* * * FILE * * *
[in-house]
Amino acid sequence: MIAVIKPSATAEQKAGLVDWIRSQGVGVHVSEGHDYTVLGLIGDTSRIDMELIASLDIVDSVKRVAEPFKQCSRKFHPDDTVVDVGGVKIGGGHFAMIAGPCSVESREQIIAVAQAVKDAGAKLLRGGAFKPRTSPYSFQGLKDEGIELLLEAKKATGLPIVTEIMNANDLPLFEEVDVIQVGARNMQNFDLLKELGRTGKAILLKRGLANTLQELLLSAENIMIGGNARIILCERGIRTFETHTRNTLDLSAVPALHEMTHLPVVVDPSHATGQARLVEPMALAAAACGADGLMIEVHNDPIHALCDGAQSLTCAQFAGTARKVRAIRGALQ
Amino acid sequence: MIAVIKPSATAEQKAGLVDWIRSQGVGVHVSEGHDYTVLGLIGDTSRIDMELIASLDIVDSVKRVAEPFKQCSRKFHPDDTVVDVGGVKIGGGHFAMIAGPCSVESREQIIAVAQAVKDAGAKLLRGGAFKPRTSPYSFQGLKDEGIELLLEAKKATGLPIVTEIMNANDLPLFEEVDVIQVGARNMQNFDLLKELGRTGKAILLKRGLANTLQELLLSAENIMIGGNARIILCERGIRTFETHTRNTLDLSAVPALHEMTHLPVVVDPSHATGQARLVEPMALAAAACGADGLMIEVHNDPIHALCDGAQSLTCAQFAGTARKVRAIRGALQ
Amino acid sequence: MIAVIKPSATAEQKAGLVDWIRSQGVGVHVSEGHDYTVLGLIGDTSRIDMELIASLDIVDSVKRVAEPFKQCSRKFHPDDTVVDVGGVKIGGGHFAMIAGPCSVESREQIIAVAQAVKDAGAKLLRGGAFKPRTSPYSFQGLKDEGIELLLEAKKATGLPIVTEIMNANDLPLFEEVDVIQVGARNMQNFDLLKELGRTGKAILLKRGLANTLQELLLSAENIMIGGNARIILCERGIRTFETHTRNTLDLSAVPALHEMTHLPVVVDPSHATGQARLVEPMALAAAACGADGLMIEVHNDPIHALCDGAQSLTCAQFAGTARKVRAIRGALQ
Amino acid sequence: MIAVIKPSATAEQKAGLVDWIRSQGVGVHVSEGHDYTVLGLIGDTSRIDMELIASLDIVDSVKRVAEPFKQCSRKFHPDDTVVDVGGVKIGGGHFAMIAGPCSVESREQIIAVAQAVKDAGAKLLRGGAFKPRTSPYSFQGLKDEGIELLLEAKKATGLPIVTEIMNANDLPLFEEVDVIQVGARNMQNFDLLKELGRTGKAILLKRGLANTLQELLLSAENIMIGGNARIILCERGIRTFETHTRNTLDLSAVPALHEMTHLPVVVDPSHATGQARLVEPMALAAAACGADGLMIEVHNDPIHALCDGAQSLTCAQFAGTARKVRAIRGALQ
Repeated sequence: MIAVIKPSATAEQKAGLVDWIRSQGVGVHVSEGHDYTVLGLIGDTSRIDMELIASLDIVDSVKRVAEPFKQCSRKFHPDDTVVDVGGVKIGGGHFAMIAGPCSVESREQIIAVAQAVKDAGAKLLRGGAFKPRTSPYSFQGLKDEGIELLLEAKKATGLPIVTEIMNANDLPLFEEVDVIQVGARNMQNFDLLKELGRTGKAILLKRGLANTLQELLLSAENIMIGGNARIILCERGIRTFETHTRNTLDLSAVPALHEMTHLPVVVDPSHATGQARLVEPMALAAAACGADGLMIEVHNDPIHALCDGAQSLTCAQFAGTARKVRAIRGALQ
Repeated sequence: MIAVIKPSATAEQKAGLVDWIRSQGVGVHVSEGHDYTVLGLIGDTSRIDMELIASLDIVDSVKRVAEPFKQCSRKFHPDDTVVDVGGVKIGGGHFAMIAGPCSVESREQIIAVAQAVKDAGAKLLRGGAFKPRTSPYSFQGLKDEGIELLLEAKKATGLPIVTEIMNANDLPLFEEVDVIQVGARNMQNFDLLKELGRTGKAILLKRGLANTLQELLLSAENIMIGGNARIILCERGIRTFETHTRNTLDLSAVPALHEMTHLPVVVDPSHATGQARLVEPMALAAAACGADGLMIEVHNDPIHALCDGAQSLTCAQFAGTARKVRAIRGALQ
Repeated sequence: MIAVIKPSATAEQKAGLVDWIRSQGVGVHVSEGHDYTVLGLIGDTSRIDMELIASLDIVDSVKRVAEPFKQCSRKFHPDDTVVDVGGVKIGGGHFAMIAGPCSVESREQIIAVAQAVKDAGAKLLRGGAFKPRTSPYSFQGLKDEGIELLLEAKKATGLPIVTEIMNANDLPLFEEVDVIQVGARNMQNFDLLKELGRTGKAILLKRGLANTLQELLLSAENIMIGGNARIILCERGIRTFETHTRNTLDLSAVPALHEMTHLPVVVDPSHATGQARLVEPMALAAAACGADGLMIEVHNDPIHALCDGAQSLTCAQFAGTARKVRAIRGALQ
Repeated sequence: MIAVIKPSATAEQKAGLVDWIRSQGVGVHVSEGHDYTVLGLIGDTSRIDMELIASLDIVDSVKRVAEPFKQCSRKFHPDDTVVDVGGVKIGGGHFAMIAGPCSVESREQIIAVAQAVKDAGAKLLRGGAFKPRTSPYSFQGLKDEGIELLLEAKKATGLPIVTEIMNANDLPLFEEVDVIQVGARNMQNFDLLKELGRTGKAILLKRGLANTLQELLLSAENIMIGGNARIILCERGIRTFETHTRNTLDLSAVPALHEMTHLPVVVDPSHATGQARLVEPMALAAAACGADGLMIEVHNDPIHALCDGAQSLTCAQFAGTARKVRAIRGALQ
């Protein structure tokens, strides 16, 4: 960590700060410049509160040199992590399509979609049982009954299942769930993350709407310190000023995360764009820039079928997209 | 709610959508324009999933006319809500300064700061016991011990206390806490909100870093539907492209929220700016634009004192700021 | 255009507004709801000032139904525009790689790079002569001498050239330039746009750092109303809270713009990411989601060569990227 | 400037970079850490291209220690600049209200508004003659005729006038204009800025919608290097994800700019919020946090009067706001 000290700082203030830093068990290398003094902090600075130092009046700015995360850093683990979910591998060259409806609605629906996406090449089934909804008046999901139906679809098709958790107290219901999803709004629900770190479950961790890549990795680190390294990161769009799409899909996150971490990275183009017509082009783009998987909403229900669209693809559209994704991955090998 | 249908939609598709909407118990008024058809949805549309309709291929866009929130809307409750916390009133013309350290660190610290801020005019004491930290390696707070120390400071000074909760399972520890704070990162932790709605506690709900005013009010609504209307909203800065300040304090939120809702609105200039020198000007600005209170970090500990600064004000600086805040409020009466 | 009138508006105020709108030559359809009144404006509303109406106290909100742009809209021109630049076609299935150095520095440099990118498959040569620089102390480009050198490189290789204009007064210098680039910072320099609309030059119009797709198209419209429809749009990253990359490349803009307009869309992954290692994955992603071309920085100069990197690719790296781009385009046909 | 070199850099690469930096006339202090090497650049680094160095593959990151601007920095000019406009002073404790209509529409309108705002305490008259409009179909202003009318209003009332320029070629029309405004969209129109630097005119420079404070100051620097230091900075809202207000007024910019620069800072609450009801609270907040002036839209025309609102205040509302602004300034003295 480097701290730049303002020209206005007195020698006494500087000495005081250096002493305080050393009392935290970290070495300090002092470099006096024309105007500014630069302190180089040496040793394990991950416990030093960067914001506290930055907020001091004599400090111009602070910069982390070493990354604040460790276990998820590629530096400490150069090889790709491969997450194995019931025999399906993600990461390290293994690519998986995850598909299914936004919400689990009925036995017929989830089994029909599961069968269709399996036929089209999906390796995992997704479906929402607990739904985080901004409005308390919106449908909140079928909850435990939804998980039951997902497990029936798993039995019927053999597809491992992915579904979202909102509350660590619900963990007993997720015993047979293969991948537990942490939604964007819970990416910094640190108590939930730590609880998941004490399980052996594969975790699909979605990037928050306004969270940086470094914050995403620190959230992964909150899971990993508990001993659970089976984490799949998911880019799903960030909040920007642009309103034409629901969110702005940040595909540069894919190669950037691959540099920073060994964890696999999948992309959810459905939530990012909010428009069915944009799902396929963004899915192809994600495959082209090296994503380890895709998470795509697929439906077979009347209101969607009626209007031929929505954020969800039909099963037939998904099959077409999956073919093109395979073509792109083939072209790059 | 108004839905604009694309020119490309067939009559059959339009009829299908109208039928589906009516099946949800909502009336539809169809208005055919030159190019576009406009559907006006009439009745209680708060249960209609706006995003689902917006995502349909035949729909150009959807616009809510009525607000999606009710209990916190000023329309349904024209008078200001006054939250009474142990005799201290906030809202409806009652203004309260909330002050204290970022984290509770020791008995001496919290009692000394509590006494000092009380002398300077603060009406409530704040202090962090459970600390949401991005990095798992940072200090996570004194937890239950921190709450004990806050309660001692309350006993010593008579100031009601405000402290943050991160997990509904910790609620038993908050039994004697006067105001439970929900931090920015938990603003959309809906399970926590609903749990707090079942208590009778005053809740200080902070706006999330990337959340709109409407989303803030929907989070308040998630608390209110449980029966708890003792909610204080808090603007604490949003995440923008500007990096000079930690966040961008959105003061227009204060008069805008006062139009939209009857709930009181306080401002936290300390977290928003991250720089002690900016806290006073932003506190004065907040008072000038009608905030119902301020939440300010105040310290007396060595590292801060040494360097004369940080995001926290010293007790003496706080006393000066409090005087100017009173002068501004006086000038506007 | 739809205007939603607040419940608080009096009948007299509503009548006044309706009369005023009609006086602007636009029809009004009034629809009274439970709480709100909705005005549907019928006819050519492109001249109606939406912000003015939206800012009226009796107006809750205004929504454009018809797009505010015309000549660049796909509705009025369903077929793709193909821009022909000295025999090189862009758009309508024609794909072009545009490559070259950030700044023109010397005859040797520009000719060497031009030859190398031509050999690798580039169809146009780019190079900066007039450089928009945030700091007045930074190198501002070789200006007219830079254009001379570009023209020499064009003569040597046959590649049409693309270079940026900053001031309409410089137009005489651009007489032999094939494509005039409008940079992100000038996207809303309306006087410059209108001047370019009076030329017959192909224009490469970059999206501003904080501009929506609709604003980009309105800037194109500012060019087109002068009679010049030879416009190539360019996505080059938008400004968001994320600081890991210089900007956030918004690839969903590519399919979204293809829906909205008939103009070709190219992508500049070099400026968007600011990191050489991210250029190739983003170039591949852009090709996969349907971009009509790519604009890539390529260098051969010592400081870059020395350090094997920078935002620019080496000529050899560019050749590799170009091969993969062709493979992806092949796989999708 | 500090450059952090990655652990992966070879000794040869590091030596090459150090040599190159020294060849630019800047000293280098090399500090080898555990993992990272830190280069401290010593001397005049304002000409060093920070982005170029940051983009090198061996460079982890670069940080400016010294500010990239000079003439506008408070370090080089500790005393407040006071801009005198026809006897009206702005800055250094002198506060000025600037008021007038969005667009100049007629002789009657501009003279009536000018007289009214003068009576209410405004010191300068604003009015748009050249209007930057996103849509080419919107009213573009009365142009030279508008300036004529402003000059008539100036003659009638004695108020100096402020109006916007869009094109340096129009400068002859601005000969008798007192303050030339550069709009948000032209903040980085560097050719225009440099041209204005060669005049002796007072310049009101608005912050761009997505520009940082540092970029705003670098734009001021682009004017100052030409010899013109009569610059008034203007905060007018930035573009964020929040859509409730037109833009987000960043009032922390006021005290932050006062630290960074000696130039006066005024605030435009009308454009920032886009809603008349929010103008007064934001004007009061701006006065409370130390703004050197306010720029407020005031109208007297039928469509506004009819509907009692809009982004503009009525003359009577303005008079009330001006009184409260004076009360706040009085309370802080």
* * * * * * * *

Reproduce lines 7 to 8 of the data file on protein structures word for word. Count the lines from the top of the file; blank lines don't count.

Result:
Repeated sequence: MIAVIKPSATAEQKAGLVDWIRSQGVGVHVSEGHDYTVLGLIGDTSRIDMELIASLDIVDSVKRVAEPFKQCSRKFHPDDTVVDVGGVKIGGGHFAMIAGPCSVESREQIIAVAQAVKDAGAKLLRGGAFKPRTSPYSFQGLKDEGIELLLEAKKATGLPIVTEIMNANDLPLFEEVDVIQVGARNMQNFDLLKELGRTGKAILLKRGLANTLQELLLSAENIMIGGNARIILCERGIRTFETHTRNTLDLSAVPALHEMTHLPVVVDPSHATGQARLVEPMALAAAACGADGLMIEVHNDPIHALCDGAQSLTCAQFAGTARKVRAIRGALQ
Repeated sequence: MIAVIKPSATAEQKAGLVDWIRSQGVGVHVSEGHDYTVLGLIGDTSRIDMELIASLDIVDSVKRVAEPFKQCSRKFHPDDTVVDVGGVKIGGGHFAMIAGPCSVESREQIIAVAQAVKDAGAKLLRGGAFKPRTSPYSFQGLKDEGIELLLEAKKATGLPIVTEIMNANDLPLFEEVDVIQVGARNMQNFDLLKELGRTGKAILLKRGLANTLQELLLSAENIMIGGNARIILCERGIRTFETHTRNTLDLSAVPALHEMTHLPVVVDPSHATGQARLVEPMALAAAACGADGLMIEVHNDPIHALCDGAQSLTCAQFAGTARKVRAIRGALQ